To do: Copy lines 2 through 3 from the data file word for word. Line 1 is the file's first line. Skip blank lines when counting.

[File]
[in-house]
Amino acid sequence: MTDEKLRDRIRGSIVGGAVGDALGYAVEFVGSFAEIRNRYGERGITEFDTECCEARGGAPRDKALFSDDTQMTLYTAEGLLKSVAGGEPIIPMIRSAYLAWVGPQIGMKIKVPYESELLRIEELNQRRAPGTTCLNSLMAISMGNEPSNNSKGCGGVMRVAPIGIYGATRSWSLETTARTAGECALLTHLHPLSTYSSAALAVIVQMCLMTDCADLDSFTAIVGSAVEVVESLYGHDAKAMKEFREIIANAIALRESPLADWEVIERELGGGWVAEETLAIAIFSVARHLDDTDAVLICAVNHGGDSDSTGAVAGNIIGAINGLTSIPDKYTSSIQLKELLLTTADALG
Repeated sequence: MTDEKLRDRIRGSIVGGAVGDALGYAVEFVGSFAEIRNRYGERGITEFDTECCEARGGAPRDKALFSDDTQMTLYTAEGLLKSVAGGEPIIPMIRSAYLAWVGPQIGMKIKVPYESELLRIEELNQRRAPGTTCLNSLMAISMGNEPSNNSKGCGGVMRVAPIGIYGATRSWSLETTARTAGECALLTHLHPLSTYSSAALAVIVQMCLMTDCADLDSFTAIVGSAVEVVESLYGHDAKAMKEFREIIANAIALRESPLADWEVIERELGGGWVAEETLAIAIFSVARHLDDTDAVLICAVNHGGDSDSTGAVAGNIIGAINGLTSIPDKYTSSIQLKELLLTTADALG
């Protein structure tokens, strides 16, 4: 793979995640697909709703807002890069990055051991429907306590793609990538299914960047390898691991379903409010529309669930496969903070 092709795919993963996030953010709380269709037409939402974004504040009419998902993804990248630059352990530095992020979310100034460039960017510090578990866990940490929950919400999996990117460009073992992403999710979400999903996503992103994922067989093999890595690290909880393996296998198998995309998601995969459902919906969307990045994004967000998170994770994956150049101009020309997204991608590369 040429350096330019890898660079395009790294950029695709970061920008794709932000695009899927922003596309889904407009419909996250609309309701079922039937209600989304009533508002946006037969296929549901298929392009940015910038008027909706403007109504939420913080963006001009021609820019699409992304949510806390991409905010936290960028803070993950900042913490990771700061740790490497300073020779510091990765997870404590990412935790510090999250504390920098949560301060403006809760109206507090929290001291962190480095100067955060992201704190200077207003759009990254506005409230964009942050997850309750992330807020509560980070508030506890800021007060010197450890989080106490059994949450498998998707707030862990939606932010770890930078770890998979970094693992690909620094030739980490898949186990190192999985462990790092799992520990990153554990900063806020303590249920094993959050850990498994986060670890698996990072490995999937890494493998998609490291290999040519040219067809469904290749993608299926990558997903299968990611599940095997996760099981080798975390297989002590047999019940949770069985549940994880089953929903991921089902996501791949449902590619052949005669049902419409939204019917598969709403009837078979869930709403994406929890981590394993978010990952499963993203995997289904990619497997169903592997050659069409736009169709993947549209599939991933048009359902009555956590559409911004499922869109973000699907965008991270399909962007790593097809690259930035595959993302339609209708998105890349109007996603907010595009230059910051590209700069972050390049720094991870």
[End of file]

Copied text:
Amino acid sequence: MTDEKLRDRIRGSIVGGAVGDALGYAVEFVGSFAEIRNRYGERGITEFDTECCEARGGAPRDKALFSDDTQMTLYTAEGLLKSVAGGEPIIPMIRSAYLAWVGPQIGMKIKVPYESELLRIEELNQRRAPGTTCLNSLMAISMGNEPSNNSKGCGGVMRVAPIGIYGATRSWSLETTARTAGECALLTHLHPLSTYSSAALAVIVQMCLMTDCADLDSFTAIVGSAVEVVESLYGHDAKAMKEFREIIANAIALRESPLADWEVIERELGGGWVAEETLAIAIFSVARHLDDTDAVLICAVNHGGDSDSTGAVAGNIIGAINGLTSIPDKYTSSIQLKELLLTTADALG
Repeated sequence: MTDEKLRDRIRGSIVGGAVGDALGYAVEFVGSFAEIRNRYGERGITEFDTECCEARGGAPRDKALFSDDTQMTLYTAEGLLKSVAGGEPIIPMIRSAYLAWVGPQIGMKIKVPYESELLRIEELNQRRAPGTTCLNSLMAISMGNEPSNNSKGCGGVMRVAPIGIYGATRSWSLETTARTAGECALLTHLHPLSTYSSAALAVIVQMCLMTDCADLDSFTAIVGSAVEVVESLYGHDAKAMKEFREIIANAIALRESPLADWEVIERELGGGWVAEETLAIAIFSVARHLDDTDAVLICAVNHGGDSDSTGAVAGNIIGAINGLTSIPDKYTSSIQLKELLLTTADALG